Back to top

Op/Ed:Provincial Government living on the edge

The government forced monopoly on auto insurance lost more than $1 billion last year when the government had been hoping it would only be about $50 million in the red.

British Columbia’s provincial budget is balanced on a tightrope with no safety harness.

We will soon learn on budget day if Finance Minister Carole James is able to keep it from tumbling into a tub of red ink.

During her most recent fiscal update in the fall, James said B.C.’s operational surplus was sitting at $148 million, $31 million less than previously forecasted. That’s a tiny surplus when considering the entire operational budget is about $59 billion.

The biggest risk factor? The ICBC dumpster fire.

The government forced monopoly on auto insurance lost more than $1 billion last year when the government had been hoping it would only be about $50 million in the red.

Along with tap-dancing on the deficit cliffside, the B.C. government is racking up the debt on the backs of B.C. taxpayers.

Despite the much ballyhooed elimination of “operating debt” in Victoria, the actual provincial debt is still going up at an alarming rate. An operating debt conveniently ignores high capital spending by the government, capital spending adds to the total provincial debt. Last year at budget time the books showed the B.C. debt going up by about $4 million per month.

Our provincial debt is set to hit $70 billion on Feb. 19, the day after the new budget is delivered. That’s the equivalent of about $14,000 per person in B.C.

Our provincial budget shouldn’t be teetering on the brink of red ink and our province shouldn’t be diving deeper into debt when our economy is doing relatively well with a strong work force and plentiful natural resources.

When Premier John Horgan was first elected to government, the provincial budget had a $2.7-billion surplus and now our finances are barely staving off a deficit. We are at risk of diving into red ink while the tax burdens on British Columbians are increasing. The NDP-Green government imposed the Employer Health Tax on job creators and municipalities, it jacked up the B.C. carbon tax, hiked the TransLink tax and it created new housing taxes. All these new taxes cost B.C. taxpayers more, but these politicians are still having trouble balancing the books.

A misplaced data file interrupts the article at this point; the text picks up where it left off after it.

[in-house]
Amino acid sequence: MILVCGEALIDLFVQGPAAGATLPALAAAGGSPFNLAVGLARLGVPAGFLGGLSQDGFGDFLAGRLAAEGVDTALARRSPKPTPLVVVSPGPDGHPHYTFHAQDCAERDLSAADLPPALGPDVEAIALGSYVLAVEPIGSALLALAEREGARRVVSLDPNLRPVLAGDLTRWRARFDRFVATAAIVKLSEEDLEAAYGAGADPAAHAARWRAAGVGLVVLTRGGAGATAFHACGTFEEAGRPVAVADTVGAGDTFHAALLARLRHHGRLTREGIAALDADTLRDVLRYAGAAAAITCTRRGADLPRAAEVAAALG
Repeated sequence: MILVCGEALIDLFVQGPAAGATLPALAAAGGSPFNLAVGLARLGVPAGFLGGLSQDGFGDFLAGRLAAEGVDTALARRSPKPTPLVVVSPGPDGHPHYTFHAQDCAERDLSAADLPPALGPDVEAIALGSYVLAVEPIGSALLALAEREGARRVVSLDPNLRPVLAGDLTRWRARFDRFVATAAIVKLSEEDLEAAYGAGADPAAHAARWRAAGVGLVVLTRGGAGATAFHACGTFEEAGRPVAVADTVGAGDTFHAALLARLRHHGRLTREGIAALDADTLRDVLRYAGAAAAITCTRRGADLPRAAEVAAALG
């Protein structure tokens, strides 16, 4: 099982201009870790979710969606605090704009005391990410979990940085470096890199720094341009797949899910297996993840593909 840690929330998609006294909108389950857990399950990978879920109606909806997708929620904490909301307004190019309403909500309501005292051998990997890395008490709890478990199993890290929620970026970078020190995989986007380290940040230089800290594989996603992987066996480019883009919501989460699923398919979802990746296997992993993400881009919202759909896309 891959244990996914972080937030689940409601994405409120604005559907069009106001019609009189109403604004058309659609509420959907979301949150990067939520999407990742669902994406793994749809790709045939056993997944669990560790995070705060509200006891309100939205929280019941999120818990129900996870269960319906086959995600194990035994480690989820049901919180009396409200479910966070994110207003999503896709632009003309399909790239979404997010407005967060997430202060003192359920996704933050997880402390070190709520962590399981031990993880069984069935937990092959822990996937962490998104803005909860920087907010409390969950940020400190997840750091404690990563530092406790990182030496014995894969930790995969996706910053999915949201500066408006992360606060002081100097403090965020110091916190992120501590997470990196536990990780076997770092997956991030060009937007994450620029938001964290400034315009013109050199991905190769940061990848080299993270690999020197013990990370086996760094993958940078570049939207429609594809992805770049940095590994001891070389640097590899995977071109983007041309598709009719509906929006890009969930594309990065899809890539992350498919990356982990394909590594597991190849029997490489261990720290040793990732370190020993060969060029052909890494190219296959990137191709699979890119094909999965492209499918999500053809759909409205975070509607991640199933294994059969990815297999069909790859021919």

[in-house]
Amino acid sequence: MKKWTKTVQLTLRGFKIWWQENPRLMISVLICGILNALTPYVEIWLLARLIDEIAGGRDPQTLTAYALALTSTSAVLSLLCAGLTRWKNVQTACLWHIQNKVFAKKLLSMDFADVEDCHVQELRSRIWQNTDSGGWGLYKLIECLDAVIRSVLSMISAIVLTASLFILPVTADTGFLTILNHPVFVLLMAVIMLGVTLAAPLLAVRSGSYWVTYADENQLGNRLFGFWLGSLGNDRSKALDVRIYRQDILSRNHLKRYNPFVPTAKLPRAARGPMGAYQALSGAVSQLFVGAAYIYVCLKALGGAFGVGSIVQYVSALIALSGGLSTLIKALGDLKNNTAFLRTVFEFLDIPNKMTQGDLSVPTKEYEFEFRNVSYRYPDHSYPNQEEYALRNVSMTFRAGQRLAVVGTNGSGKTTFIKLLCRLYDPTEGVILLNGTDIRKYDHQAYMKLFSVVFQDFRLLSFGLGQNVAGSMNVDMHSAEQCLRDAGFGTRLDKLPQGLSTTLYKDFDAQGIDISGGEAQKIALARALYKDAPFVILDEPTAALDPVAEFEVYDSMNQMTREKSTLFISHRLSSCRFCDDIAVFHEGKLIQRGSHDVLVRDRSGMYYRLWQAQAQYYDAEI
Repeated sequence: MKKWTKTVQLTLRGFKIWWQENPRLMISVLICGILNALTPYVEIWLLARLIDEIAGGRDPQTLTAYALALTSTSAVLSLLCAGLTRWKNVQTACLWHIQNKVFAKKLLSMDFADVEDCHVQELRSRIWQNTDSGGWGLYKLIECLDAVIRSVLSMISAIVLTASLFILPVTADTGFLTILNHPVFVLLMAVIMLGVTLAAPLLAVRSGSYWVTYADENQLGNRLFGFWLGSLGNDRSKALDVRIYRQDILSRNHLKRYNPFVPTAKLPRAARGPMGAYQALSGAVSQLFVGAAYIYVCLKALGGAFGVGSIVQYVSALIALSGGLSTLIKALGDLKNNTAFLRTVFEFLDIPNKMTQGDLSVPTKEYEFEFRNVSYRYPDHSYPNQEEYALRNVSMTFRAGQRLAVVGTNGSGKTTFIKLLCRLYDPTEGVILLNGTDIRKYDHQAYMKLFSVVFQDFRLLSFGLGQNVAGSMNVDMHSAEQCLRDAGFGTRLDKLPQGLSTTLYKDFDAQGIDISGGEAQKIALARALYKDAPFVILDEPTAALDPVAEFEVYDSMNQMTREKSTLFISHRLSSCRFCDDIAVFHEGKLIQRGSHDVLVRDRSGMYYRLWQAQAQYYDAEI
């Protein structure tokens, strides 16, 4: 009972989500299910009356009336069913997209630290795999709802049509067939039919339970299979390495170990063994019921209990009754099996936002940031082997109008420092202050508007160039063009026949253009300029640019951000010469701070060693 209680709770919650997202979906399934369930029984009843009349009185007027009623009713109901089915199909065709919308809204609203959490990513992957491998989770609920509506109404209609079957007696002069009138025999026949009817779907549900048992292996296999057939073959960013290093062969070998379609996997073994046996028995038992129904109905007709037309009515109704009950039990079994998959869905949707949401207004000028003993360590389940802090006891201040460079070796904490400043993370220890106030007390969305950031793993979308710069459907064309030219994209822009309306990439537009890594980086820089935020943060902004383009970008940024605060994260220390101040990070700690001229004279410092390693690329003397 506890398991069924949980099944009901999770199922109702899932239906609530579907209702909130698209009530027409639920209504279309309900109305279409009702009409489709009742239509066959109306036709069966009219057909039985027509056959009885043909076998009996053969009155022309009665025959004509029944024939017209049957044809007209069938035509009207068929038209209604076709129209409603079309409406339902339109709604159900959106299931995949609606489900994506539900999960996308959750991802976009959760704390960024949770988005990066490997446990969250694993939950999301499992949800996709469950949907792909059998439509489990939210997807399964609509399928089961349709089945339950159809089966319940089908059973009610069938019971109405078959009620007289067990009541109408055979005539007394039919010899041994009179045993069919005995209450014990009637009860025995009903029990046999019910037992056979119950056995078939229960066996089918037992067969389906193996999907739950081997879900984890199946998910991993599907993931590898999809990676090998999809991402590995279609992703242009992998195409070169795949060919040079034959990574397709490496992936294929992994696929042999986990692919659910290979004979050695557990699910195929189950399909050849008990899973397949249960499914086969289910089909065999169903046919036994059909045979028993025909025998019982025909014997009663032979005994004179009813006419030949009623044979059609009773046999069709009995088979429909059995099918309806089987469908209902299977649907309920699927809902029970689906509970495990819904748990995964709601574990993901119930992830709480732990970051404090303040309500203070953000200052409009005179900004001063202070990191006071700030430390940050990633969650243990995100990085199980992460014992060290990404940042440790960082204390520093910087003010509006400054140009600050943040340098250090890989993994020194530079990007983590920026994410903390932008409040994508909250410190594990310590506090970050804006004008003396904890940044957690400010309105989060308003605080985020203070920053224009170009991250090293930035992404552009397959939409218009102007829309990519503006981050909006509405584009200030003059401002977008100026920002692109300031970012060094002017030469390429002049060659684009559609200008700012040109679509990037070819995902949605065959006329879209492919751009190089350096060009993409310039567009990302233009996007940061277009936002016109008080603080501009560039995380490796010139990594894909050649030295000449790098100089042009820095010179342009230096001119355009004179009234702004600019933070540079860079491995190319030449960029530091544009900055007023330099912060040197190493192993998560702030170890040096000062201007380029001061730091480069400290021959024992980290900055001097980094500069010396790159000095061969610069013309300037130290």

How can the government budget better?

The B.C. government should douse the ICBC dumpster fire once and for all. Taxpayers should not be tied to this perennial fiscal risk and taking ICBC off our budget books will free up hundreds of millions of dollars every year for lower taxes or other services.

The province should either alter or scrap the CleanBC program. More than $902 million in taxpayers’ money has been earmarked for this plan and it’s already off track.

The CleanBC program is only about a year old and freedom of information requests already show that $35,000 is being spent on an “emotional intelligence profiling” coach and another $35,000 is being spent on a back country video shoot.

The B.C. government needs to stop wasting taxpayers’ money in hopeless court battles fighting against the expansion and marketing of Canada’s natural resources.

Governments reap substantial tax revenues from natural resource projects. Thwarting them costs us cash in lost wages, missed taxes and costly court fights. For example, because Canada does not have its full pipeline capacity the federal government could miss out on about $13 billion in federal tax revenues between 2013 and 2023.

If our province is going to keep a balanced budget, reduce taxes and start paying down our ballooning debt, our government needs to dump ICBC, carefully watch its spending and embrace natural resource development.

Kris Sims is the B.C. Director of the Canadian Taxpayers Federation.